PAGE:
In the ongoing civil fraud case against former President Donald Trump and others, New York Supreme Court Judge Arthur Engoron established a new gag order on Friday, restricting attorneys from speaking publicly about his internal staff communications.
The edict came in the wake of exchanges with Trump’s attorney, Christopher Kise, who expressed concerns over Engoron’s interactions with his law clerk, Allison Greenfield, suggesting potential political prejudice. Kise’s contention centered on the volume of notes exchanged between Greenfield and Engoron during the proceedings.
In response, Engoron found Kise’s accusations baseless both in court and within the written directive. He firmly outlined that the gag order forbids any public discussion related to confidential exchanges between the judge and his staff.
Judge Engoron is presiding over the lawsuit initiated by New York Attorney General Letitia James. The suit accuses Trump, his elder sons, and associated executives of engaging in a longstanding fraudulent scheme aimed at inflating asset values and Trump’s net worth. Prior rulings by Engoron have already held the Trumps and their business culpable for corporate fraud.
As the trial progresses into its sixth week, Trump is scheduled to testify, following the appearances of his sons. The defendants collectively maintain their innocence.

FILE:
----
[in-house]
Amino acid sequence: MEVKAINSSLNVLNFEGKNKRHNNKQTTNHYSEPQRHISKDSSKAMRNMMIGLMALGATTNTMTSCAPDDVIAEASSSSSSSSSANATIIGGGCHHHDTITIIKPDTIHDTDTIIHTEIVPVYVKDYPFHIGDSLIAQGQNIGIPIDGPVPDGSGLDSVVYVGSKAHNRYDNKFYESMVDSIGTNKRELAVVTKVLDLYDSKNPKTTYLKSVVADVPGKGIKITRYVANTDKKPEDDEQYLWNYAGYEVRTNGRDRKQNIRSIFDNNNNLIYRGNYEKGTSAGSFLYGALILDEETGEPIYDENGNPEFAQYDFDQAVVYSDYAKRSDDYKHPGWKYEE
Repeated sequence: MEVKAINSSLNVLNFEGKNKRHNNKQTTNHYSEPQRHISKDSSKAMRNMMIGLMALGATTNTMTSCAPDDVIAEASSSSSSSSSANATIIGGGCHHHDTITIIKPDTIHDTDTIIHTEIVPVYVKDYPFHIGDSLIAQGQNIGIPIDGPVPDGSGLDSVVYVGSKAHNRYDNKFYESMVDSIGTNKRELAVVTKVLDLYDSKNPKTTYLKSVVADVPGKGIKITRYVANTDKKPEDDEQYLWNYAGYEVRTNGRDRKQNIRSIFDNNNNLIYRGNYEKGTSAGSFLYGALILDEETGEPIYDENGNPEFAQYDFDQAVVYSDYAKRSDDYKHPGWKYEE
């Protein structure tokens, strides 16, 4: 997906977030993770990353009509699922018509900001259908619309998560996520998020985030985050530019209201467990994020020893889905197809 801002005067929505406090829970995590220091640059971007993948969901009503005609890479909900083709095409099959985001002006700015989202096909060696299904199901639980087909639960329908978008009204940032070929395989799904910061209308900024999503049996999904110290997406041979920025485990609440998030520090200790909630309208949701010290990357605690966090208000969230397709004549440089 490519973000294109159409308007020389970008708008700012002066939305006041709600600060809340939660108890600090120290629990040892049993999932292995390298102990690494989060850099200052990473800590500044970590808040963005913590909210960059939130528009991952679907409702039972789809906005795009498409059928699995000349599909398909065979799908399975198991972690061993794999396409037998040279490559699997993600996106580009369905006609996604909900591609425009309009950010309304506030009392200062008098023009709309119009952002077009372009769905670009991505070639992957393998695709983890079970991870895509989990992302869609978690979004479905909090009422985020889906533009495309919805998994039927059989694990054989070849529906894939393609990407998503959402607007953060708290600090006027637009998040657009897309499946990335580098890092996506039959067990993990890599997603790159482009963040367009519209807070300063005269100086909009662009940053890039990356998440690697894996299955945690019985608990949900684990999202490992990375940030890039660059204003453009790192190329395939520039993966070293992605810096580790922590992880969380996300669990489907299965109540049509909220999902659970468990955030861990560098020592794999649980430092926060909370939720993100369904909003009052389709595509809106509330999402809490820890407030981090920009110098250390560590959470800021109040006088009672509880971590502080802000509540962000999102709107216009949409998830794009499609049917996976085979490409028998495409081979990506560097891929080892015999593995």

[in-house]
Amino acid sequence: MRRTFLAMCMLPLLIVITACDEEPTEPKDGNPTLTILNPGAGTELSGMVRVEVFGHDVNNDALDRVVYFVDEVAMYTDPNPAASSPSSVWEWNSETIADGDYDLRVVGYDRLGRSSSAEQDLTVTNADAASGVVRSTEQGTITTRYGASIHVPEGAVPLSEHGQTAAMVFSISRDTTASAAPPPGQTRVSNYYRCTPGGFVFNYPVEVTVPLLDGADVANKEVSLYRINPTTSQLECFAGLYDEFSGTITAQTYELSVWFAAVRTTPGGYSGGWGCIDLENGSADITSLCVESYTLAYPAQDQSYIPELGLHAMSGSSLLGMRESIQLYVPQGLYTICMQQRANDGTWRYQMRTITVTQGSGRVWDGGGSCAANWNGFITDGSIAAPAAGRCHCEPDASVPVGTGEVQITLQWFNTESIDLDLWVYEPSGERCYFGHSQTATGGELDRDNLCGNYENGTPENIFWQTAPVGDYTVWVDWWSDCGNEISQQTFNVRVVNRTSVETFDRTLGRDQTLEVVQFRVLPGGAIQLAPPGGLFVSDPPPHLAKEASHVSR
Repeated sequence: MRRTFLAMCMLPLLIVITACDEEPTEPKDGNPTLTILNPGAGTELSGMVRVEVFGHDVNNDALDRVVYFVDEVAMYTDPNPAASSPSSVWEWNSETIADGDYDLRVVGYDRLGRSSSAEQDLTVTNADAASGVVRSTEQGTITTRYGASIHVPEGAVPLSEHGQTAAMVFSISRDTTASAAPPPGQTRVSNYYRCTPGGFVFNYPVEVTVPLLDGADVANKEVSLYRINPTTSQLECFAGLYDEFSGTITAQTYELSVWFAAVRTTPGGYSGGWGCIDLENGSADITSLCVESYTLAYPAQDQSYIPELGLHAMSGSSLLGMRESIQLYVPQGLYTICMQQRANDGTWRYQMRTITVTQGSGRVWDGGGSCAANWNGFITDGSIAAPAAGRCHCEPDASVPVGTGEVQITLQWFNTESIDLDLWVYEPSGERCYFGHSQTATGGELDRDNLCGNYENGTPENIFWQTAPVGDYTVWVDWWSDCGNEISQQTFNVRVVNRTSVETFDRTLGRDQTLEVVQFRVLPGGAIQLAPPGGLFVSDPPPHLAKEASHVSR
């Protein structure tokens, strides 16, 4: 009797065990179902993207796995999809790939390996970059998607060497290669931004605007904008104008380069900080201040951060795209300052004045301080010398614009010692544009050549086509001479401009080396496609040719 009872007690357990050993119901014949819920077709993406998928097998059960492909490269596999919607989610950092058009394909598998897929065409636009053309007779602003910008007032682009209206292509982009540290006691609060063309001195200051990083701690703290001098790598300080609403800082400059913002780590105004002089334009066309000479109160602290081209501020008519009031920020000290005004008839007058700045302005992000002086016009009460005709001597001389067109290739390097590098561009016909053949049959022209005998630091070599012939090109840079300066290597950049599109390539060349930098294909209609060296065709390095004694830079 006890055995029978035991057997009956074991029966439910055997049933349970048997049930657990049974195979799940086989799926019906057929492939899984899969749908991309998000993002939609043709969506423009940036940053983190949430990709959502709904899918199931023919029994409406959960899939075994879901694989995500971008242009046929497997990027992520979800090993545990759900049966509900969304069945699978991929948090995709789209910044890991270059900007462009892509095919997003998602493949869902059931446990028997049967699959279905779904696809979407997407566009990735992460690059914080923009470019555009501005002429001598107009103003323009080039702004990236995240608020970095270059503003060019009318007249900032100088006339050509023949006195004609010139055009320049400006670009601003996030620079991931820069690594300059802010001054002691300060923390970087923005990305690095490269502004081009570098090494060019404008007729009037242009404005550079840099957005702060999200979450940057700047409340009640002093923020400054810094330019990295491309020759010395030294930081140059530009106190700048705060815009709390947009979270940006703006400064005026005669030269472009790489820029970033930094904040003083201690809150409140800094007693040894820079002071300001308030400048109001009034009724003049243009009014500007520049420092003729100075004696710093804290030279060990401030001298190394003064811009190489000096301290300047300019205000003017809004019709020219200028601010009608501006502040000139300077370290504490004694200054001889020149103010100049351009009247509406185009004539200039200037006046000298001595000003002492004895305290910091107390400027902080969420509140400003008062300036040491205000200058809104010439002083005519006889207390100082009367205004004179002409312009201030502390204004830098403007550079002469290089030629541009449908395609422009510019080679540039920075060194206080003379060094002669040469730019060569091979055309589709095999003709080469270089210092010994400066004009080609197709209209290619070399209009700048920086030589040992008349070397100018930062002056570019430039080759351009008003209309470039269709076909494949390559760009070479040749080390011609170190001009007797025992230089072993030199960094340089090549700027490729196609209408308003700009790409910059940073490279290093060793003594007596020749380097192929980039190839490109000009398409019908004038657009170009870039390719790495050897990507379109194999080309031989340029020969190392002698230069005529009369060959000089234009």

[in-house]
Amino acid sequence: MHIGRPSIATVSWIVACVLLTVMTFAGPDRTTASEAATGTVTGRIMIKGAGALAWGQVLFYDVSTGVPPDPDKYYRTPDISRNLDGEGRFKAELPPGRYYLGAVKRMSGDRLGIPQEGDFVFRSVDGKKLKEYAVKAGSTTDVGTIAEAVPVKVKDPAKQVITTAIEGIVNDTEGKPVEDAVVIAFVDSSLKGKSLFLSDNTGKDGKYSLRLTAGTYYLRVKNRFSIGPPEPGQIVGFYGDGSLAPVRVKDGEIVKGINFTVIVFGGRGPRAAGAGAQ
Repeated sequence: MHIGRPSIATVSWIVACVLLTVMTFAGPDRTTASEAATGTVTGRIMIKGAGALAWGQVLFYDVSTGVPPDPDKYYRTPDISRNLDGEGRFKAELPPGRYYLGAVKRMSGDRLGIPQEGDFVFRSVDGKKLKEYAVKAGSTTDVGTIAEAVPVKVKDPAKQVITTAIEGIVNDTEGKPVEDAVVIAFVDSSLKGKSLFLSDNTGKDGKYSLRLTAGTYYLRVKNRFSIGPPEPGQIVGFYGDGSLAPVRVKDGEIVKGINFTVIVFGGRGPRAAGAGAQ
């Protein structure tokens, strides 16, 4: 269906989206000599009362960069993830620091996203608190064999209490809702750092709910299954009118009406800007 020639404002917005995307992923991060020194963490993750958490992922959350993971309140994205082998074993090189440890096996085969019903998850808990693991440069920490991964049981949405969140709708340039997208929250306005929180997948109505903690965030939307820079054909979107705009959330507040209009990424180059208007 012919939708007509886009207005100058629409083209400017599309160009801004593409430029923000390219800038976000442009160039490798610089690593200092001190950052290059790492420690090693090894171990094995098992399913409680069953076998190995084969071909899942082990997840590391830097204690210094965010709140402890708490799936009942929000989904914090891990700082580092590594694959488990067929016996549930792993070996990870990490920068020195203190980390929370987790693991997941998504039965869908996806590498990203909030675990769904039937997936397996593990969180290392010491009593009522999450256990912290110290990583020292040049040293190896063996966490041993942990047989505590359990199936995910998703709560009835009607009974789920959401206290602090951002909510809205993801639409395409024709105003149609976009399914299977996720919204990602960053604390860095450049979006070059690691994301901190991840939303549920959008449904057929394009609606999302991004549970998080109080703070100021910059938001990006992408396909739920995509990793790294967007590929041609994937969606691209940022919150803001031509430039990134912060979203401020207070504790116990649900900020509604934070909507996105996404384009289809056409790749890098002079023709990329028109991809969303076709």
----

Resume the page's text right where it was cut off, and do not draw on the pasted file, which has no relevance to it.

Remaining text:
An earlier gag order from Engoron, imposed on Oct. 3, aimed to restrict commentary on his staff, triggered by a disparaging post from Trump’s Truth Social account. Subsequent violations by Trump have led to financial penalties, the most recent being a $10,000 fine.
Kise, referencing a Breitbart News article on Greenfield’s political contributions, articulated the defense’s concern over potential bias influencing the trial. Despite Engoron’s unawareness of such reports, he chastised Kise for implying political motives, stressing his focus on impartially conducting the trial.
Engoron’s follow-up written order underscored the baselessness of the defense’s claims of bias and improper influence, noting the propriety of judicial consultation with clerks. He defended his clerks as dutiful public servants and maintained the confidentiality of his consultations with his court staff.
Moreover, Engoron disclosed that his office had received an influx of hostile communications since the trial’s onset. Emphasizing the safety of his staff over the defendants’ First Amendment rights to comment, he indicated that protection from threats and potential harm is paramount.
He warned that any breach of the gag order would invite grave consequences, emphasizing the directive’s seriousness.